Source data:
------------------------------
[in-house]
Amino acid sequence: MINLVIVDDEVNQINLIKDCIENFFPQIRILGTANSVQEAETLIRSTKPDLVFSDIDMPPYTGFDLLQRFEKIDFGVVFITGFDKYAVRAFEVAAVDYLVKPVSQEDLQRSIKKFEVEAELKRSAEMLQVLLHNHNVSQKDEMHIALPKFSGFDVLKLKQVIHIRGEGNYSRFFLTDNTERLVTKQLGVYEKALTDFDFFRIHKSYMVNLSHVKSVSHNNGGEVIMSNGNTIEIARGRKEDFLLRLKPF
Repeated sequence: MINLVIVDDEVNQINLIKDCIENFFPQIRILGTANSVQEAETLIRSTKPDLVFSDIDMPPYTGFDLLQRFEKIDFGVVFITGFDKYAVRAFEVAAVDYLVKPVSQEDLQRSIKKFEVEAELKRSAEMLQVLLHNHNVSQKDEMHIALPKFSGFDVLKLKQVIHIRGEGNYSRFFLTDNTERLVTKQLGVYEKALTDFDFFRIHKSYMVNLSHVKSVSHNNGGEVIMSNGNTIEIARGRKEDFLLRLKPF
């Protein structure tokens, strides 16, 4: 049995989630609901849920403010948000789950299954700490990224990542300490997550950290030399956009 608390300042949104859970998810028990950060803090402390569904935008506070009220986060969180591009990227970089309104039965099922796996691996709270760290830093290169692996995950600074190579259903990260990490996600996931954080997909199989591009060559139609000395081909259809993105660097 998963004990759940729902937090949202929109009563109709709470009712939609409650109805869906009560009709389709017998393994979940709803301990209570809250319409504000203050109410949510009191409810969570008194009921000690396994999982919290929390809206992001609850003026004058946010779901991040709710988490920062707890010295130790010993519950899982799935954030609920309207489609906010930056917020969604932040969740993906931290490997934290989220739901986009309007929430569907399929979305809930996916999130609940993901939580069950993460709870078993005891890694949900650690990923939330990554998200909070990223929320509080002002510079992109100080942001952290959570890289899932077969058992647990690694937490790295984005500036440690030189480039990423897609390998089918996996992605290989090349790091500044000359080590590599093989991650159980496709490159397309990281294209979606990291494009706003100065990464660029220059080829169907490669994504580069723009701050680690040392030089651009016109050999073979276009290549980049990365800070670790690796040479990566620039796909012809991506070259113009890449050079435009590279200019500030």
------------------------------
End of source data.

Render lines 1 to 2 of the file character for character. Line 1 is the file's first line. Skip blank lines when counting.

[in-house]
Amino acid sequence: MINLVIVDDEVNQINLIKDCIENFFPQIRILGTANSVQEAETLIRSTKPDLVFSDIDMPPYTGFDLLQRFEKIDFGVVFITGFDKYAVRAFEVAAVDYLVKPVSQEDLQRSIKKFEVEAELKRSAEMLQVLLHNHNVSQKDEMHIALPKFSGFDVLKLKQVIHIRGEGNYSRFFLTDNTERLVTKQLGVYEKALTDFDFFRIHKSYMVNLSHVKSVSHNNGGEVIMSNGNTIEIARGRKEDFLLRLKPF